A Massachusetts man convicted of shaking and abusing his girlfriend's 2-year-old has been given a new trial. Derek Epps was tried and convicted in 2007 for causing shaken-baby syndrome in 2-year-old Veronica. The Supreme Judicial Court of Massachusetts ruled this month that new knowledge of shaken-baby syndrome calls the previous trial's evidence into question and could change what the court counts as child abuse.
One morning in 2004, Derek Epps and a friend watched over Veronica. The two were alone with the child. Later that day, Veronica's mother (Epps' girlfriend) noticed a dime-sized bump around on of Veronica's eyes. Epps told his girlfriend that the child fell off a chair while eating breakfast. He later told police that Veronica had also fallen down stairs. Veronica's condition continued to worsen during that day, and the 2-year-old became unconscious, started breathing heavily, and began making gurgling noises.
At the trial in 2007, Epps was convicted of child abuse. A pediatrician from Boston Children's' Hospital testified during the trial that Veronica's injuries were consistent with symptoms of shaken-baby syndrome or abusive head trauma. The pediatricians testimony was not contested even though new research at the time had begun to show that these symptoms could not always be caused by shaken-baby syndrome.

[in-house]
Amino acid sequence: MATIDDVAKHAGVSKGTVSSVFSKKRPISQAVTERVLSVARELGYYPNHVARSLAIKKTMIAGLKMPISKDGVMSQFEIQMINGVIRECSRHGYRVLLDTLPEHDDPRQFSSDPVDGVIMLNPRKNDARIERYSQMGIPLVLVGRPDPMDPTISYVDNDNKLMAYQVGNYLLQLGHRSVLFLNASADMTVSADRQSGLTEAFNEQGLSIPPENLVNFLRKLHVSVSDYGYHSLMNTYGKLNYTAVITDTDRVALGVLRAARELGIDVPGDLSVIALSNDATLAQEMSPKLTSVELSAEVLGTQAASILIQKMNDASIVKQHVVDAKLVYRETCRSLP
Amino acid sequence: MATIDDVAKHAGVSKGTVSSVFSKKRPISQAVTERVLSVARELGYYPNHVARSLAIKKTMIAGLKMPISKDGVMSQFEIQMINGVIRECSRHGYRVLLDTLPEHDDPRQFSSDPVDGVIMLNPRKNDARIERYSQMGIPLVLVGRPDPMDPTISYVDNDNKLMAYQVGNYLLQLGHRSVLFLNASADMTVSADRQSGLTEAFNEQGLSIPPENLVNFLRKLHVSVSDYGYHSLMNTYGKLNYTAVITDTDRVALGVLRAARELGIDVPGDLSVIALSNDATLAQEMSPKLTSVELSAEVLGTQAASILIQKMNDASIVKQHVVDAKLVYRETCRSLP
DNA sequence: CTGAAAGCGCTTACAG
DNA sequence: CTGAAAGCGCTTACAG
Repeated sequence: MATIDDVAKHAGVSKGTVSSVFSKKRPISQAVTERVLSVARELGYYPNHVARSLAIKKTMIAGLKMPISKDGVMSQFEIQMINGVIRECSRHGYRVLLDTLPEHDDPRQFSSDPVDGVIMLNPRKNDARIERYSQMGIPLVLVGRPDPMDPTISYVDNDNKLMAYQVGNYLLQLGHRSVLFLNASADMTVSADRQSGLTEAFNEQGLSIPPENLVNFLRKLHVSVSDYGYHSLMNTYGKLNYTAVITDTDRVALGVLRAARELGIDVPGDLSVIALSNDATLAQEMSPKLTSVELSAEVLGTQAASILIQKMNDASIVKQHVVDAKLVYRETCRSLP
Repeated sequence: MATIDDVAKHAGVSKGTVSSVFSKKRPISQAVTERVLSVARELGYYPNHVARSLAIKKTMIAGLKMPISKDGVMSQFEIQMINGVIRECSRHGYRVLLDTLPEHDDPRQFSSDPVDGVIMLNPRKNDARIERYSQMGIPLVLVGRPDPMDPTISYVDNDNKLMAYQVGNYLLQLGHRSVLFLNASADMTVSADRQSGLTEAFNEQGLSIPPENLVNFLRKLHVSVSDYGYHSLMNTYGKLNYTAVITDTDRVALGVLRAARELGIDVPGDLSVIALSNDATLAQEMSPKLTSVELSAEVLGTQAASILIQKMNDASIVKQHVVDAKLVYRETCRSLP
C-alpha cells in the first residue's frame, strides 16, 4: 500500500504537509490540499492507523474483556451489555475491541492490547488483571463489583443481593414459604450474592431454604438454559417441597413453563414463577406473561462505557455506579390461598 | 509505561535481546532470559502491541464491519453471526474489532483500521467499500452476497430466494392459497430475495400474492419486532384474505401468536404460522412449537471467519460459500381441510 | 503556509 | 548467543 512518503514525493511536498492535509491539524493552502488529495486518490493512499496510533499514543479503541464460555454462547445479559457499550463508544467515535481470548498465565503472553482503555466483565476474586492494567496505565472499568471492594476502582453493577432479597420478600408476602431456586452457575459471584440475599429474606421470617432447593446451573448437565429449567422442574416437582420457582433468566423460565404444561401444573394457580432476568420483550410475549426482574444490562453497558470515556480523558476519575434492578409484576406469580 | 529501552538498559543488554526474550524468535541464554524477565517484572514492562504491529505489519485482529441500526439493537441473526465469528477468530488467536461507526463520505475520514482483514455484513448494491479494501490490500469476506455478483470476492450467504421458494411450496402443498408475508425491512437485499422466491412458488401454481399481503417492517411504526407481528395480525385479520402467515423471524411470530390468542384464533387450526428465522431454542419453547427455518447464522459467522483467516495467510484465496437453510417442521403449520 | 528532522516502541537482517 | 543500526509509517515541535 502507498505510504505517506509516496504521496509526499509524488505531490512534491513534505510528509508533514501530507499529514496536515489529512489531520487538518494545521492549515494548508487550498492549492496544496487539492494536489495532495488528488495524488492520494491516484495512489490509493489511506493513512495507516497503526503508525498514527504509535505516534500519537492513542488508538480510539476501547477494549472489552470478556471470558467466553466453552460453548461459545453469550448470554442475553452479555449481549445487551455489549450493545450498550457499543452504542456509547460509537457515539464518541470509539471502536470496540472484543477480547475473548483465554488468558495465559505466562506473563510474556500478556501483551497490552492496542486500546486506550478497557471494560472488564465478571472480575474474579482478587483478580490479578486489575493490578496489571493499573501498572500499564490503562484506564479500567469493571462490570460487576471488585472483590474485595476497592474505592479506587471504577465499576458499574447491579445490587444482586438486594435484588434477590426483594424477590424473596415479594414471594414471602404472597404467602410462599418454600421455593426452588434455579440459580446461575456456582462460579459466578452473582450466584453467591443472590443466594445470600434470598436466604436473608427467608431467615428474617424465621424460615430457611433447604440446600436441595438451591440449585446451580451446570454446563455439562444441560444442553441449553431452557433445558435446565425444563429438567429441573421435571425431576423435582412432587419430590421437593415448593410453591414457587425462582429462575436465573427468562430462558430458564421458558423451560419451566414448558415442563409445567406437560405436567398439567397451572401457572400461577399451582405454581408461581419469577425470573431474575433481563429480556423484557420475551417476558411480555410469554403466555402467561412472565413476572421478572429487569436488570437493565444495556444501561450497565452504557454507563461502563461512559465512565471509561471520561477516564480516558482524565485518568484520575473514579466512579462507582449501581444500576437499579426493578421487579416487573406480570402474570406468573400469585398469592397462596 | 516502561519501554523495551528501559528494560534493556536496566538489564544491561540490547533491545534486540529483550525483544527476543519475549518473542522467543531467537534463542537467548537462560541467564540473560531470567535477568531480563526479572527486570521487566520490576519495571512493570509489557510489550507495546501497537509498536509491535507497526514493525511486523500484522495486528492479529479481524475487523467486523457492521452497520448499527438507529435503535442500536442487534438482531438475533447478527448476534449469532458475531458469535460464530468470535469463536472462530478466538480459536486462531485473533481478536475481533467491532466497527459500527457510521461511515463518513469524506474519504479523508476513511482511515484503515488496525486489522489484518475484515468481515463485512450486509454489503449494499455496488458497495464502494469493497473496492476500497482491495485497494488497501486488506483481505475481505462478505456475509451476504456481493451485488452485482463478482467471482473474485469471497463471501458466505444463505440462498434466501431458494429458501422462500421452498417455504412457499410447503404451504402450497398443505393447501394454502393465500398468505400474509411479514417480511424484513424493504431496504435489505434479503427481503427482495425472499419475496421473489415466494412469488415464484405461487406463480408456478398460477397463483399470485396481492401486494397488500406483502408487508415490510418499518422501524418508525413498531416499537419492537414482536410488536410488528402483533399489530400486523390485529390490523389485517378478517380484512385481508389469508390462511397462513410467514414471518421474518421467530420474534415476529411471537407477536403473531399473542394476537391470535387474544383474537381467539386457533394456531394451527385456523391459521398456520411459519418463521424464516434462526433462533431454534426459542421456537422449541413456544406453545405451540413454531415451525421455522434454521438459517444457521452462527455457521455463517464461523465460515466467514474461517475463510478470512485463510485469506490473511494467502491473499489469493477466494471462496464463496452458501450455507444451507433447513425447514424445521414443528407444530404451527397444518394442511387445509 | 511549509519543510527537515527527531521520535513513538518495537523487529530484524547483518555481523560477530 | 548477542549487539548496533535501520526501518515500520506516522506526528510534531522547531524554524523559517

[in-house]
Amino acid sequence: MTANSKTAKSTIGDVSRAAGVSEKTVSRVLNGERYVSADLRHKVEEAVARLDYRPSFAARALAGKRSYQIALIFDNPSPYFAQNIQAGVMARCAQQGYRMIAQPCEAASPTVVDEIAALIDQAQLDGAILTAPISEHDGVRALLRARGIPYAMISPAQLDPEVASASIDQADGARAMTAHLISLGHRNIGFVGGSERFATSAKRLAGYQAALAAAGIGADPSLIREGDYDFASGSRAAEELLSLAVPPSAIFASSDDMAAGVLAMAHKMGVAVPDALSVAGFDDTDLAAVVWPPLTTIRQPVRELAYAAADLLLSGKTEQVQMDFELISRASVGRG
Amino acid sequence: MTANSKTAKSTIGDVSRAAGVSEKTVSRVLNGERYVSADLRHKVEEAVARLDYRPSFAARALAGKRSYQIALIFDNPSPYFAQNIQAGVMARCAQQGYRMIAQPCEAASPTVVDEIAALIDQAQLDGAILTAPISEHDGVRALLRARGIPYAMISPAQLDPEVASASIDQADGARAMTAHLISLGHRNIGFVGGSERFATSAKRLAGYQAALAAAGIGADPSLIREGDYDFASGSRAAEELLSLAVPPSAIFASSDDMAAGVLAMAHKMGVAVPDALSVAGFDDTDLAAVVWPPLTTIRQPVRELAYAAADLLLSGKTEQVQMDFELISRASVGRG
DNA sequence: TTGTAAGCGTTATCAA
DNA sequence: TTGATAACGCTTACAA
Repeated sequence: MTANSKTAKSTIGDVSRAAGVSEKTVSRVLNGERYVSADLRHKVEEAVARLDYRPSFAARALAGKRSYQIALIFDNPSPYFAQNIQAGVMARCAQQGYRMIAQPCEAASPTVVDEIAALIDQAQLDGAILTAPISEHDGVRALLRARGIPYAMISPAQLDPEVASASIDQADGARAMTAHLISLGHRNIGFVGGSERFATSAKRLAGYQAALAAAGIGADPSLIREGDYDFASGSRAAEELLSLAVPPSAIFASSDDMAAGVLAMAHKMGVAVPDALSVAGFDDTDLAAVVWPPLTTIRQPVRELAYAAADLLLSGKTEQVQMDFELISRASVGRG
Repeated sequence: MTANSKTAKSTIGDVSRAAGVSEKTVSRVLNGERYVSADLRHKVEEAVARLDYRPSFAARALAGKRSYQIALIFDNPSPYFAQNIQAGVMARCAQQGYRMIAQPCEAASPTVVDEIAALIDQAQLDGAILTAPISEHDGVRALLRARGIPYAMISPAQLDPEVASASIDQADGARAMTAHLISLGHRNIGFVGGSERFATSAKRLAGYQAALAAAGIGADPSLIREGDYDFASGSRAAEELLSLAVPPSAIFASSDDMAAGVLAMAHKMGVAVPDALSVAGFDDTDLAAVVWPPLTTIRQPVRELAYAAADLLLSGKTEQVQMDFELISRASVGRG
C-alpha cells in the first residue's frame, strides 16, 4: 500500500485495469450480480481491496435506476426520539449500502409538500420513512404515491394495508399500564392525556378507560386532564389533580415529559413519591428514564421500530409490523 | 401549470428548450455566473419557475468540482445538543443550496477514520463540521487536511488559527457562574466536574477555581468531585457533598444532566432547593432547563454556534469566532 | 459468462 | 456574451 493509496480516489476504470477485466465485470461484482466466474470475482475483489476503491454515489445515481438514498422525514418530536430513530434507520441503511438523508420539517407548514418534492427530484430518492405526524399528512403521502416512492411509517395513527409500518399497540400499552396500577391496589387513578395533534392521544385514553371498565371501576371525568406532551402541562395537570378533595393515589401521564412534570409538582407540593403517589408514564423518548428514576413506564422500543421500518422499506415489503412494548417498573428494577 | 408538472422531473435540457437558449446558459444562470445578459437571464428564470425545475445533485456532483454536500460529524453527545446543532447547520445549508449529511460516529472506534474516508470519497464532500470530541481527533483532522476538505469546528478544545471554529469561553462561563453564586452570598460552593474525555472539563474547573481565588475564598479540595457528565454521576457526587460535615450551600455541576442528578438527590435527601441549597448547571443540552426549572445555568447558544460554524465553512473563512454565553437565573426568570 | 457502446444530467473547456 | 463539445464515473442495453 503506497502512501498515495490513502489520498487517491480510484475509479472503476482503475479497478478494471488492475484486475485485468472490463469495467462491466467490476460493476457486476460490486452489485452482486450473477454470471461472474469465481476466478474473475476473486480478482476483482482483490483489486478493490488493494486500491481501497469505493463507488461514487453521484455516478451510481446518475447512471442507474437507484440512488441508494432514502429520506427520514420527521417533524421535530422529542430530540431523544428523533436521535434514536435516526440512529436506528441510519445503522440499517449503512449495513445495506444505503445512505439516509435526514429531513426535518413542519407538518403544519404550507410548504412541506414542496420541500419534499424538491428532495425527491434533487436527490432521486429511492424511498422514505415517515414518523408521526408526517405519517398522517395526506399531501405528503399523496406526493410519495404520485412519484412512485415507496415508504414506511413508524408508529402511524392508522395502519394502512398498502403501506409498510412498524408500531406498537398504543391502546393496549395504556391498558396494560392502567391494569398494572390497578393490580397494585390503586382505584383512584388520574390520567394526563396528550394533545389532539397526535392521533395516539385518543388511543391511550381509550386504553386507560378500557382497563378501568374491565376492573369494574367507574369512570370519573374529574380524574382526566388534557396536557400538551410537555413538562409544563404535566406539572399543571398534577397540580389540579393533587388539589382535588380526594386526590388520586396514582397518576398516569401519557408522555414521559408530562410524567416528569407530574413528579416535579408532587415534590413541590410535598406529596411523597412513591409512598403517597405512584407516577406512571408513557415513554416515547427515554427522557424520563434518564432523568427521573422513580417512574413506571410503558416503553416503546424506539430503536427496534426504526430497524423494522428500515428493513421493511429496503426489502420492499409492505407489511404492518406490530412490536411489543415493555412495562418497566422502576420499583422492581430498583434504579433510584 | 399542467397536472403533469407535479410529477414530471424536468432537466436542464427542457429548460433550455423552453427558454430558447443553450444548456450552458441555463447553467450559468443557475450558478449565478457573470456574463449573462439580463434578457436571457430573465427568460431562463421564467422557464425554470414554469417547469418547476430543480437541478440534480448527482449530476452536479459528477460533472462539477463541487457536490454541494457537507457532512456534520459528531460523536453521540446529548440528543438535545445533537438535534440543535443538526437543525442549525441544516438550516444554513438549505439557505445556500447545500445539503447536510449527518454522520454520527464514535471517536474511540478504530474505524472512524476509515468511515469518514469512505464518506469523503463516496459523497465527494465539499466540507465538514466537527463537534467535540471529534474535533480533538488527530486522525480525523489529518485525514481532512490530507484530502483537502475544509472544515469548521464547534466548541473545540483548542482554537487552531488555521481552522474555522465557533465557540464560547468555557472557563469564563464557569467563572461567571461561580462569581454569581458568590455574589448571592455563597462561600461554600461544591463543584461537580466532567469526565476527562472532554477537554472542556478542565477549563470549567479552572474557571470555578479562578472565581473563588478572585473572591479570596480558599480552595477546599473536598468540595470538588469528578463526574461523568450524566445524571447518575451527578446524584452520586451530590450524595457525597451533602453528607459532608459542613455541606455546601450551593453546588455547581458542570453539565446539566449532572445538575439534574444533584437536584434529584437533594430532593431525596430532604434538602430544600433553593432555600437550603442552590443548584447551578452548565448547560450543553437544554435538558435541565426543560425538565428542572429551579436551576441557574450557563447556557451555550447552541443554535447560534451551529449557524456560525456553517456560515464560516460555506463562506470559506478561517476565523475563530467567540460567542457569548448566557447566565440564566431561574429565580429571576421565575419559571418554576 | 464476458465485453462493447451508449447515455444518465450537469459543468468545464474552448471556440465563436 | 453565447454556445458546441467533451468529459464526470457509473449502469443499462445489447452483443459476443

Shaken-baby syndrome is a serious form of child abuse that often results in serious or permanent injures for the child. When a child is violently shaken, sensitive, undeveloped and unprotected blood vessels in children's' brains can suffer tears and cause internal bleeding. This causes pressure in the skull to build which results in brain damage, nerve damage, and eye injuries. In the worst cases, shaken-baby syndrome can result in death. Studies by The National Center for Shaken-Baby Syndrome have found that SBS affects about 14,000 children every year in the US. About 30% of these children die from the resulting injuries. In reality, SBS affects many more children every year, but most of the cases go unreported and the symptoms are left unnoticed because the children do not always show visual, external injuries.
Symptoms of SBS include:
- Difficulty lifting head
- Trouble breathing
- Inability to smile or make sounds
- Bruising on the head, arms, or chest
- Bulging spots on the forehead or head
- Difficulty focusing
- Uneven pupils
Long-term effects of SBS include disabilities in motor function, speech, learning, perception, and memory along with other mental and emotional disabilities.
In the past, SBS was determined to be the cause of many brain-trauma injuries in children, but newer scientific research has called into question the ability of even the most violent shaking to cause such severe injuries. Many experts believe it would take physical trauma (like a blow to the head or a fall off a chair) to cause these injuries. In Epp's case, the court is ruling specifically on whether his previous trial lacked the necessary scientific or medical expert testimony that could lead to a sound judgement of child abuse. In other words, the court is looking to see if the testimony of the pediatrician in the previous trial is up to date with current medical knowledge about SBS.
The court has made it clear that they are not making a ruling about Epp's guilt (or innocence) at this time.